Date: Wed, 18 Mar 2015 15:10:20 +0100 From: u-wsnj@...ey.se To: musl@...ts.openwall.com Subject: Re: libintl: stubs or working functions? On Tue, Mar 17, 2015 at 11:38:57AM -0400, Rich Felker wrote: > > msgid "Permission denied" > > msgstr "asdf@# lkjk^& (EPERM)" > > I'm a bit undecided on this. It's reasonable to ask people reporting > bugs to set their locale temporarily to something the project > maintainers understand (typically English). It's also pretty easy to > grep the .po files or use Google Translate to figure out what the > message says. > > If users with a non-English locale would find those kind of messages > helpful and non-obtrusive (is latin text in the middle of non-latin > obtrusive? perhaps, depending on font?), I'm not opposed to having > them, but I don't think they should be added against the desire of > most users out of an interest in making it easier to interpret bug > reports for us or for other upstreams. As an application user I am motivated to be able to report problems as exactly as possible. As a "library user" (either as a packager, application developer, support staff or something else) I find it unfortunate/disturbing to have to "guess" the actual error name, even when a message is in a well known language like English. This is mostly very easy but sometimes less certain, with less usual errors and/or different C libraries which may contain different English strings/spellings too. An error-specific indentifier should IMHO always be present in every message, not translated to a "natural" language with the intention to be translatable back with more or less pain. IOW I'd like to always have the canonical errname in the output, in English too. This would make error messages easier and more robust to interpret. This would also make cut-n-paste web searches for an application problem more reliable, with a better chance to see reports made from different locales and to avoid unrelated natural language. Regards and btw thanks for musl, Rune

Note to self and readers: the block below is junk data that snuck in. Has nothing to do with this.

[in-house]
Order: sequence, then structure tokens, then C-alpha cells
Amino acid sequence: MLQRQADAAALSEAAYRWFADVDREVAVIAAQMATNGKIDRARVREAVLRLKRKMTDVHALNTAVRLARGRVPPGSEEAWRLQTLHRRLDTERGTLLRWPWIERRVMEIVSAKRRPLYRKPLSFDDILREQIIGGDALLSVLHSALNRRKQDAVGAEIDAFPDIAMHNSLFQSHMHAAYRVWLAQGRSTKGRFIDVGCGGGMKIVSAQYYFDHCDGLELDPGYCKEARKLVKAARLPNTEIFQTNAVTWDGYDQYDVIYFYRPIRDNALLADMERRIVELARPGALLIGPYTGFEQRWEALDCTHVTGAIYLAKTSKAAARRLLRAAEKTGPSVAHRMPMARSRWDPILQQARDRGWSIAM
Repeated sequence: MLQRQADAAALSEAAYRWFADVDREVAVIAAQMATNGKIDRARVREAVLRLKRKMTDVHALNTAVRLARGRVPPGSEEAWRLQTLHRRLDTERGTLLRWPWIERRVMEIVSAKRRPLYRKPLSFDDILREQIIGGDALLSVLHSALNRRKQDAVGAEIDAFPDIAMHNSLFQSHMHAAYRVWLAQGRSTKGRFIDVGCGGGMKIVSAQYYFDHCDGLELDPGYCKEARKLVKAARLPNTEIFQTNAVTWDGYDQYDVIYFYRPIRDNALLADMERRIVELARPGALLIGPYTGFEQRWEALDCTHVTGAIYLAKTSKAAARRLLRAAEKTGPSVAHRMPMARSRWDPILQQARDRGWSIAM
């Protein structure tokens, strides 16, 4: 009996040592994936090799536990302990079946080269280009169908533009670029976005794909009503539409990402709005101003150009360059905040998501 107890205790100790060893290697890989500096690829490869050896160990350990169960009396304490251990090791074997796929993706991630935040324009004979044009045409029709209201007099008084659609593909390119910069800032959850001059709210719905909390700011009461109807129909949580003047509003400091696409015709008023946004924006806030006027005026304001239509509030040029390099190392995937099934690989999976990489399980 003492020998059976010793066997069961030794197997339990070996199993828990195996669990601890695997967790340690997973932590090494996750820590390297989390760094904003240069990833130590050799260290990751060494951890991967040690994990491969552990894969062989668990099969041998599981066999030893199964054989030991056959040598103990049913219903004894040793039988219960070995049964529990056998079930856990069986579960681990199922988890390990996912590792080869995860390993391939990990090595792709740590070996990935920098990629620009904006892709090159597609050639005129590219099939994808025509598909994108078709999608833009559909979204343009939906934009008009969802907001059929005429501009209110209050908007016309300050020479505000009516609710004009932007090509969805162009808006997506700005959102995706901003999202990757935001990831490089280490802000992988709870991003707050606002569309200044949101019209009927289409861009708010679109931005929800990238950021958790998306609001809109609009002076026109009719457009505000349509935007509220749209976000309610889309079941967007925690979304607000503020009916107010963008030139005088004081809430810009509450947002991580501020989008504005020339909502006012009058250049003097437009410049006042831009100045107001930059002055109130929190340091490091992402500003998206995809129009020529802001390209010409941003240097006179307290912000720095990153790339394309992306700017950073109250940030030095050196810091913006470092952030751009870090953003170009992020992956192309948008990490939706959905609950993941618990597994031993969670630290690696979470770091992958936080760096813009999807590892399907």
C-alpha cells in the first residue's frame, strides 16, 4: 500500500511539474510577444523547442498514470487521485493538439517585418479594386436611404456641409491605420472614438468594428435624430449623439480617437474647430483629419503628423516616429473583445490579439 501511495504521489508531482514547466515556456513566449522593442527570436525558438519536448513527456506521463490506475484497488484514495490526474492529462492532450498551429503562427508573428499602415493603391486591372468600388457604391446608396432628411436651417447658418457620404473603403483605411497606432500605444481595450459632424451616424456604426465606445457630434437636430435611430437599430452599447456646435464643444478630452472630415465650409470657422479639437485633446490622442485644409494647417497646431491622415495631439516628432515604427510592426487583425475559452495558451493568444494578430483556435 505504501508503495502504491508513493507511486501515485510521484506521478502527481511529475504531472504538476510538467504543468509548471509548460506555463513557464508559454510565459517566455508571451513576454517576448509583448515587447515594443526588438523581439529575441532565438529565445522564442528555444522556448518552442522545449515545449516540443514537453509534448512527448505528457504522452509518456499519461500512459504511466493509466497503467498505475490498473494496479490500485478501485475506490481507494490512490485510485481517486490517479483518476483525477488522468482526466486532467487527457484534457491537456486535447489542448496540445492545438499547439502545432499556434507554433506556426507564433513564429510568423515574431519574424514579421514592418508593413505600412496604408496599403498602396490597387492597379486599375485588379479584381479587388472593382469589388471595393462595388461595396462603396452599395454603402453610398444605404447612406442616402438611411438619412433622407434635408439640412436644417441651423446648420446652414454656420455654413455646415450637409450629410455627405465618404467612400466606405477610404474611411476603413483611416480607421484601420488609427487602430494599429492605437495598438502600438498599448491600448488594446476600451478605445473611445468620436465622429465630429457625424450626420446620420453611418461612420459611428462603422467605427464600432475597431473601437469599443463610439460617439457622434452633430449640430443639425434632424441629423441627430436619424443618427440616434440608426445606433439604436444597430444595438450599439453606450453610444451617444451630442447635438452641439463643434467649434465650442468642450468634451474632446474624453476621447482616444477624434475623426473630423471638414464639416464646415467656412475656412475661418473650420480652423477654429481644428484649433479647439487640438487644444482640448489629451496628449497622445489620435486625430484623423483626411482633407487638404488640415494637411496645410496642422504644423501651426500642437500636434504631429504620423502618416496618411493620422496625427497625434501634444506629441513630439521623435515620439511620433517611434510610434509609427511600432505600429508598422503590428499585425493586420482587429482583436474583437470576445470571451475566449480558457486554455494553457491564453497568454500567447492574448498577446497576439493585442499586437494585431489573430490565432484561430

Powered by blists - more mailing lists
Confused about mailing lists and their use? Read about mailing lists on Wikipedia and check out these guidelines on proper formatting of your messages.